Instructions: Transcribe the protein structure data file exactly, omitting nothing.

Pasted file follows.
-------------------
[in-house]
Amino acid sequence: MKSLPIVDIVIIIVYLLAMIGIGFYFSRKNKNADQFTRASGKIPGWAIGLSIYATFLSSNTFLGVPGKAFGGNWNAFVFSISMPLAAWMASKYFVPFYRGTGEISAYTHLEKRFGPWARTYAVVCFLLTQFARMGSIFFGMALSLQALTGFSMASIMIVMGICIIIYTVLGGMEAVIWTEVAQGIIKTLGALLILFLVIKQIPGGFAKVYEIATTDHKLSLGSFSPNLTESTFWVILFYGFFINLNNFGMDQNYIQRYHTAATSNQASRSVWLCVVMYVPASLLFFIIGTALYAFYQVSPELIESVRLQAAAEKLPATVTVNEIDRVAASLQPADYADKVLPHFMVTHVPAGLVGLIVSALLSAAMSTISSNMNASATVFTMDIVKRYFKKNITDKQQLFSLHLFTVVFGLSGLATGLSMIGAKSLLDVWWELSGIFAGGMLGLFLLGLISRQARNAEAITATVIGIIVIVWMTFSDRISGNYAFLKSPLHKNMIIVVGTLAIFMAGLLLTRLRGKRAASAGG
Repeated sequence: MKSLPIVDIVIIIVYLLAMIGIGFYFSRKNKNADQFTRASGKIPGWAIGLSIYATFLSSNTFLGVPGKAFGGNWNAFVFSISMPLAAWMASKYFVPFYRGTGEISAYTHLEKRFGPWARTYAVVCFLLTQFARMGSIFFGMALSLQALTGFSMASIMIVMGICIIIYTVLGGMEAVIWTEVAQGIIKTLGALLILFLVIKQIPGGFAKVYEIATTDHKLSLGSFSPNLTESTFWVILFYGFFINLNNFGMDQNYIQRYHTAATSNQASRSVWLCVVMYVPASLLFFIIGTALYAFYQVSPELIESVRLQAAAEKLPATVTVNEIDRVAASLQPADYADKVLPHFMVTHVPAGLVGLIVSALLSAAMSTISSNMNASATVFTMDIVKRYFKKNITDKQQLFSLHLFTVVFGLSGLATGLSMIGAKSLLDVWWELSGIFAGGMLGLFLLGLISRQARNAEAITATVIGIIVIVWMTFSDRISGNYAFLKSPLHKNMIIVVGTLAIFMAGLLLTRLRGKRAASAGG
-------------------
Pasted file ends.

[in-house]
Amino acid sequence: MKSLPIVDIVIIIVYLLAMIGIGFYFSRKNKNADQFTRASGKIPGWAIGLSIYATFLSSNTFLGVPGKAFGGNWNAFVFSISMPLAAWMASKYFVPFYRGTGEISAYTHLEKRFGPWARTYAVVCFLLTQFARMGSIFFGMALSLQALTGFSMASIMIVMGICIIIYTVLGGMEAVIWTEVAQGIIKTLGALLILFLVIKQIPGGFAKVYEIATTDHKLSLGSFSPNLTESTFWVILFYGFFINLNNFGMDQNYIQRYHTAATSNQASRSVWLCVVMYVPASLLFFIIGTALYAFYQVSPELIESVRLQAAAEKLPATVTVNEIDRVAASLQPADYADKVLPHFMVTHVPAGLVGLIVSALLSAAMSTISSNMNASATVFTMDIVKRYFKKNITDKQQLFSLHLFTVVFGLSGLATGLSMIGAKSLLDVWWELSGIFAGGMLGLFLLGLISRQARNAEAITATVIGIIVIVWMTFSDRISGNYAFLKSPLHKNMIIVVGTLAIFMAGLLLTRLRGKRAASAGG
Repeated sequence: MKSLPIVDIVIIIVYLLAMIGIGFYFSRKNKNADQFTRASGKIPGWAIGLSIYATFLSSNTFLGVPGKAFGGNWNAFVFSISMPLAAWMASKYFVPFYRGTGEISAYTHLEKRFGPWARTYAVVCFLLTQFARMGSIFFGMALSLQALTGFSMASIMIVMGICIIIYTVLGGMEAVIWTEVAQGIIKTLGALLILFLVIKQIPGGFAKVYEIATTDHKLSLGSFSPNLTESTFWVILFYGFFINLNNFGMDQNYIQRYHTAATSNQASRSVWLCVVMYVPASLLFFIIGTALYAFYQVSPELIESVRLQAAAEKLPATVTVNEIDRVAASLQPADYADKVLPHFMVTHVPAGLVGLIVSALLSAAMSTISSNMNASATVFTMDIVKRYFKKNITDKQQLFSLHLFTVVFGLSGLATGLSMIGAKSLLDVWWELSGIFAGGMLGLFLLGLISRQARNAEAITATVIGIIVIVWMTFSDRISGNYAFLKSPLHKNMIIVVGTLAIFMAGLLLTRLRGKRAASAGG